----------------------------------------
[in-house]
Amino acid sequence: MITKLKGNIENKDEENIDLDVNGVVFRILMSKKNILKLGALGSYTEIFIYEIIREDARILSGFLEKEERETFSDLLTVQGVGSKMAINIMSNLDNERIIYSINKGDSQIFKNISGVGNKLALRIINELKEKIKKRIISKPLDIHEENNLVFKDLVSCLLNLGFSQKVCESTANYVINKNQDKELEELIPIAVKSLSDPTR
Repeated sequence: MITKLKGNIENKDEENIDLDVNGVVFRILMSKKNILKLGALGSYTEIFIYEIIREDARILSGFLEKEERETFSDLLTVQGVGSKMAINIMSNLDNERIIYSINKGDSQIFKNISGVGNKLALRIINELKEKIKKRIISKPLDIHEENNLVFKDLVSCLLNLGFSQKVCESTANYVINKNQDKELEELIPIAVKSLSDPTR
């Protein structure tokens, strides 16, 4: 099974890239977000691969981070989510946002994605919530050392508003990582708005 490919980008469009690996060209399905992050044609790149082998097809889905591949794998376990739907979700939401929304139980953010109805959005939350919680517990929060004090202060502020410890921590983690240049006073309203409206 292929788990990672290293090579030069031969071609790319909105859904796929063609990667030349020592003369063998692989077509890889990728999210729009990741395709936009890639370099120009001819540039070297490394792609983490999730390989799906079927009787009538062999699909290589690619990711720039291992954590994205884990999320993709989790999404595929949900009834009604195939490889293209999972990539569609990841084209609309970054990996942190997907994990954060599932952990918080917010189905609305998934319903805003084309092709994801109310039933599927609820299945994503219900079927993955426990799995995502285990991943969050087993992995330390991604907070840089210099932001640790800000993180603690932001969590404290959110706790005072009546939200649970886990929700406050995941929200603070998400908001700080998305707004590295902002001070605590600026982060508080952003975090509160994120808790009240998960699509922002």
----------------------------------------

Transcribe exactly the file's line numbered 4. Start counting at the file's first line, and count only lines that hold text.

């Protein structure tokens, strides 16, 4: 099974890239977000691969981070989510946002994605919530050392508003990582708005 490919980008469009690996060209399905992050044609790149082998097809889905591949794998376990739907979700939401929304139980953010109805959005939350919680517990929060004090202060502020410890921590983690240049006073309203409206 292929788990990672290293090579030069031969071609790319909105859904796929063609990667030349020592003369063998692989077509890889990728999210729009990741395709936009890639370099120009001819540039070297490394792609983490999730390989799906079927009787009538062999699909290589690619990711720039291992954590994205884990999320993709989790999404595929949900009834009604195939490889293209999972990539569609990841084209609309970054990996942190997907994990954060599932952990918080917010189905609305998934319903805003084309092709994801109310039933599927609820299945994503219900079927993955426990799995995502285990991943969050087993992995330390991604907070840089210099932001640790800000993180603690932001969590404290959110706790005072009546939200649970886990929700406050995941929200603070998400908001700080998305707004590295902002001070605590600026982060508080952003975090509160994120808790009240998960699509922002």